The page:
1. Did you connect with the text straight away? If so, why?
As soon as I read Shelly’s next, I loved it. I knew straight away how it could look. The images jumped into my mind immediately. Which isn’t always the case when someone else has written the story.
2. Was it your idea to use animal characters? If so, how did you choose which ones to use?
I believe it was always destined to be animals, but the idea of it being a different animal family for each page made it so much more fun.
I’m not completely sure on how I came to to pick each animal. But the text definitely helped set up characteristics for each family.
3. What medium/s have you used?
This book was done entirely on the iPad in Procreate (digital drawing program created specifically for illustrators). I’ve found it the only digital program that allows me to draw and paint and get as close as possible to the feeling of illustrating traditionally.
4. What is your top tip for new picture book illustrators?
Don’t spend so much time perfecting your folio that you never send it in. You will learn a lot ‘on the job’ and although you may worry your initial folio isn’t good enough. If you have what a publisher is looking for they will see it.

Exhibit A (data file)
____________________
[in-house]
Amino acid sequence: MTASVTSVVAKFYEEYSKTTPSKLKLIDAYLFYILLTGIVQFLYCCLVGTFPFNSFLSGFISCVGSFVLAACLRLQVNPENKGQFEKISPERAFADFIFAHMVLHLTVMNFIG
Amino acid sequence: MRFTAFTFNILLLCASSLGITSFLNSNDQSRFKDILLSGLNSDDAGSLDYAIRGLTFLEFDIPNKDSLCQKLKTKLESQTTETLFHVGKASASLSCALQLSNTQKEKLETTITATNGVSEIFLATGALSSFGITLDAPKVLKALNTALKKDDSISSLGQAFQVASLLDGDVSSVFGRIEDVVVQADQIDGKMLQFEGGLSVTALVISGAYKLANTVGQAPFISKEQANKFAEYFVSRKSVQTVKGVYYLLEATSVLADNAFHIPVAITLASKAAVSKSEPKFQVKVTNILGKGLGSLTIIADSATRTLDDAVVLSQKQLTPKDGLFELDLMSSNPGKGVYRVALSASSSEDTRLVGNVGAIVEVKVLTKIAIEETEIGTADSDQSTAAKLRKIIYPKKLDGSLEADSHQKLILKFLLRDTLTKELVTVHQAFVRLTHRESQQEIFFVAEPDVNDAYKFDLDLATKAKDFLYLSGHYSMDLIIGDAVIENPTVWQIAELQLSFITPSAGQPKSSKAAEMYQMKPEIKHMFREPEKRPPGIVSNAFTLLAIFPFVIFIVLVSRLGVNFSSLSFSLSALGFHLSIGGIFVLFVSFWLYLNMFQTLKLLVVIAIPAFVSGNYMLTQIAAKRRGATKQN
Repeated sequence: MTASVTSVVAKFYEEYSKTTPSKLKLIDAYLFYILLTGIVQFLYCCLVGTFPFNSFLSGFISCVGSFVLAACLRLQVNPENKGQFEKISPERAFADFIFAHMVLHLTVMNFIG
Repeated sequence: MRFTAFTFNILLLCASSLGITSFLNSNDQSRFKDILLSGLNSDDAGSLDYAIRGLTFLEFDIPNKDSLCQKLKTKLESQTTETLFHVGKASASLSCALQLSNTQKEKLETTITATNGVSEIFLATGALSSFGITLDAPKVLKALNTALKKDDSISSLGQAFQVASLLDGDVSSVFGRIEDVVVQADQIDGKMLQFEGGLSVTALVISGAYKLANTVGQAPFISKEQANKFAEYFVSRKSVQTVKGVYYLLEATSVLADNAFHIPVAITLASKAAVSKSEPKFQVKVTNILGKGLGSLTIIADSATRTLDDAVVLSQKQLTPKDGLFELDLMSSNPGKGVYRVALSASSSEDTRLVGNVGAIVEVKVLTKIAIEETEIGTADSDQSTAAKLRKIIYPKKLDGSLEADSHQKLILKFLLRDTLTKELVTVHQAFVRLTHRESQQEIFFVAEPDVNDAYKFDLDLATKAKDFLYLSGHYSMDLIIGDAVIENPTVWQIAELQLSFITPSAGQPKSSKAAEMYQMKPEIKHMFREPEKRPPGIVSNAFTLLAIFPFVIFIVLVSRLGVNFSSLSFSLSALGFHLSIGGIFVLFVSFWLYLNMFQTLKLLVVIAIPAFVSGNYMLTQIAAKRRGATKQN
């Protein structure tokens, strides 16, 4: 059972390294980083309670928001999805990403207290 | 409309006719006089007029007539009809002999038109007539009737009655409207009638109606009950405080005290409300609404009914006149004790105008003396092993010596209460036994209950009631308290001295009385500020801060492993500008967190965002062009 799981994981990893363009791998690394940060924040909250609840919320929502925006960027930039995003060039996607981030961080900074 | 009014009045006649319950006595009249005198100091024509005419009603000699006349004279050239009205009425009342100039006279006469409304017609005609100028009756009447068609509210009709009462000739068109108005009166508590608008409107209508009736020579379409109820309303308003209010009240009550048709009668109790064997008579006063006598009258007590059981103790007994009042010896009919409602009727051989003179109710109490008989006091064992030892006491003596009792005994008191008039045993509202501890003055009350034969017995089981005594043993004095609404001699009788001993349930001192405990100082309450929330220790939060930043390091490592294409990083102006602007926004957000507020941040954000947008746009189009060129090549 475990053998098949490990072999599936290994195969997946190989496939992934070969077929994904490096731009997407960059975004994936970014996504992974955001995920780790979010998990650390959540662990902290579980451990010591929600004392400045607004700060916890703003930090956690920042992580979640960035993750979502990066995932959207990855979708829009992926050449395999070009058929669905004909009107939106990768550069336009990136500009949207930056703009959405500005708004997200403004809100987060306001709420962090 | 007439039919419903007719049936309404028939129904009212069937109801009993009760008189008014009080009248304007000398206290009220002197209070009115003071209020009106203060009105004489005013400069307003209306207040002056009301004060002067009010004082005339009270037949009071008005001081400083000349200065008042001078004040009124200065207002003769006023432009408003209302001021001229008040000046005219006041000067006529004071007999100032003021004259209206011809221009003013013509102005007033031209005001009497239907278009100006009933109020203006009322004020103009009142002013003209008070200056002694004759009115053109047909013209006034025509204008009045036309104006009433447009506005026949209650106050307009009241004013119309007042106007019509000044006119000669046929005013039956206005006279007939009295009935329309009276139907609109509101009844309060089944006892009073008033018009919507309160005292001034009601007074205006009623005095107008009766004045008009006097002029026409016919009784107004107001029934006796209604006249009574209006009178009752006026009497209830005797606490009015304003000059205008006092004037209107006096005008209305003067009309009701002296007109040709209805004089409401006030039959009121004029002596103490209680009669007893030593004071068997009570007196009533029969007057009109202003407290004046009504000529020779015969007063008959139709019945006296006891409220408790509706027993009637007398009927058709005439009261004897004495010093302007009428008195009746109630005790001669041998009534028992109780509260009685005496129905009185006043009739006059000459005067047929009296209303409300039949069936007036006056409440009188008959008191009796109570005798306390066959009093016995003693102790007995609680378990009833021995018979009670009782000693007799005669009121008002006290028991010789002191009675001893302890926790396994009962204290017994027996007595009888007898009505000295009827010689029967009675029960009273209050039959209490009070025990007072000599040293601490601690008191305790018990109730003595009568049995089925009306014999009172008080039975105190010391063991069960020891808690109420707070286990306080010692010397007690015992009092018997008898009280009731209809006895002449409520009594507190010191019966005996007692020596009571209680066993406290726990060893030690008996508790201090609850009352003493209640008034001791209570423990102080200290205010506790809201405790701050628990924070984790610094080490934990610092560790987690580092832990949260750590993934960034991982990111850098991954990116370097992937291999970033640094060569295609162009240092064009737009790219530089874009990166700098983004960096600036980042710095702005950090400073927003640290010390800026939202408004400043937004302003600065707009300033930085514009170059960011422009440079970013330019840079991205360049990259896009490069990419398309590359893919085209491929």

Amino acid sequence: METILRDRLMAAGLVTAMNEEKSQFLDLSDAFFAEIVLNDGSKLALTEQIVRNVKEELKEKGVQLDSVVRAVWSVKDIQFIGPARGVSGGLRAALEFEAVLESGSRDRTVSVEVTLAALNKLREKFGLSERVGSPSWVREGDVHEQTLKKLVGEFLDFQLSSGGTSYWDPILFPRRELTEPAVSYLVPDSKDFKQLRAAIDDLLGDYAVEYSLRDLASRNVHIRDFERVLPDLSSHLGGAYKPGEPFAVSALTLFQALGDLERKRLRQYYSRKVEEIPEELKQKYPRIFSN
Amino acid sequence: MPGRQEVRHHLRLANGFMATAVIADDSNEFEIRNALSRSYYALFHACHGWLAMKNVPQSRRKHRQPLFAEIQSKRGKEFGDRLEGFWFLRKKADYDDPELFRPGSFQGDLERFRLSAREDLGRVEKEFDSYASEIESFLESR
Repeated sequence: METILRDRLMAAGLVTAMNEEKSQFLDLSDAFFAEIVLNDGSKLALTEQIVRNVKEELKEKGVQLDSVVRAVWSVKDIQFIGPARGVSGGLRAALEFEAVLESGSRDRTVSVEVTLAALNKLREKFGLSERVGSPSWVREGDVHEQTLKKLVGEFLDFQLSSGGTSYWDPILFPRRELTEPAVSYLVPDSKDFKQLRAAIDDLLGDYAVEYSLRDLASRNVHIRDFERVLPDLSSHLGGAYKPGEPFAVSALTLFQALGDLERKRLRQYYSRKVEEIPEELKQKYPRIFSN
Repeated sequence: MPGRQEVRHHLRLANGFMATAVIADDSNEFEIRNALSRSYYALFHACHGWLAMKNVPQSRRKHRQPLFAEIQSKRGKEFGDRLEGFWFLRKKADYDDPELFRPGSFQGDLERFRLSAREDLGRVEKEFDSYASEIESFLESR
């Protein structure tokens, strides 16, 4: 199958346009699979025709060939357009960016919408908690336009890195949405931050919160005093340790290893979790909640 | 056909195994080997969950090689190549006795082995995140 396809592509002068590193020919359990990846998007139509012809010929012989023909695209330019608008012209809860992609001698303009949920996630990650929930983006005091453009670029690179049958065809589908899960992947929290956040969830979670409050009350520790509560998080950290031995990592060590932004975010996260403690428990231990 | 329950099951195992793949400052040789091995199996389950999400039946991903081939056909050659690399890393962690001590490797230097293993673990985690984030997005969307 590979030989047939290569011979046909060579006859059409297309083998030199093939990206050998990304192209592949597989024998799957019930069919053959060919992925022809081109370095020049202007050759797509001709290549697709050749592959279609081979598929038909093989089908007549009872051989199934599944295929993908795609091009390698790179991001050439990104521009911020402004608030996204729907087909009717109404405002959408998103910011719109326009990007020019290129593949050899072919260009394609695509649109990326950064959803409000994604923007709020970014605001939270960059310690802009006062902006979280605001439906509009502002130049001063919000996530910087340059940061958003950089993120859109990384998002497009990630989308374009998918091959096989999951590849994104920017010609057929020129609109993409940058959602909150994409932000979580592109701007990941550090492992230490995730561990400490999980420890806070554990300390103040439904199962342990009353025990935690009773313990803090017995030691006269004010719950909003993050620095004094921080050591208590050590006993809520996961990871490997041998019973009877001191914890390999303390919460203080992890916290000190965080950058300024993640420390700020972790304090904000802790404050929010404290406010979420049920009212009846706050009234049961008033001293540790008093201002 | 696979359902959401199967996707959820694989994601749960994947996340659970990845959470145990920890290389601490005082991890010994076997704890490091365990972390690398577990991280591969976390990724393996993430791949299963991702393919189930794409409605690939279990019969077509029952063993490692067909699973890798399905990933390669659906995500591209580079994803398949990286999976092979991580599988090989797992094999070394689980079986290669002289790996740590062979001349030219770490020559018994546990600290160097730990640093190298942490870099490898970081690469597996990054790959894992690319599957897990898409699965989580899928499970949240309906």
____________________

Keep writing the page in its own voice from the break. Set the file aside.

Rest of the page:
5. What was the most fun thing about illustrating this book?
Having so many different animals. As your probably aware I love illustrating animals and this was like Christmas for me.
6. What was the most challenging?
I think using digital media is always the most challenging for me. Not the actual drawing but making the images look as non digital as possible while not pretending it’s traditional watercolour. It’s a balancing act that I am still working on.
Thank you so much Shelly and Jedda for sharing your insights on how you created this beautiful picture book. I hope that Hello, Baby finds its way into many small hands.
If you have questions for Shelly or Jedda, please feel free to include them in the comments section of this post.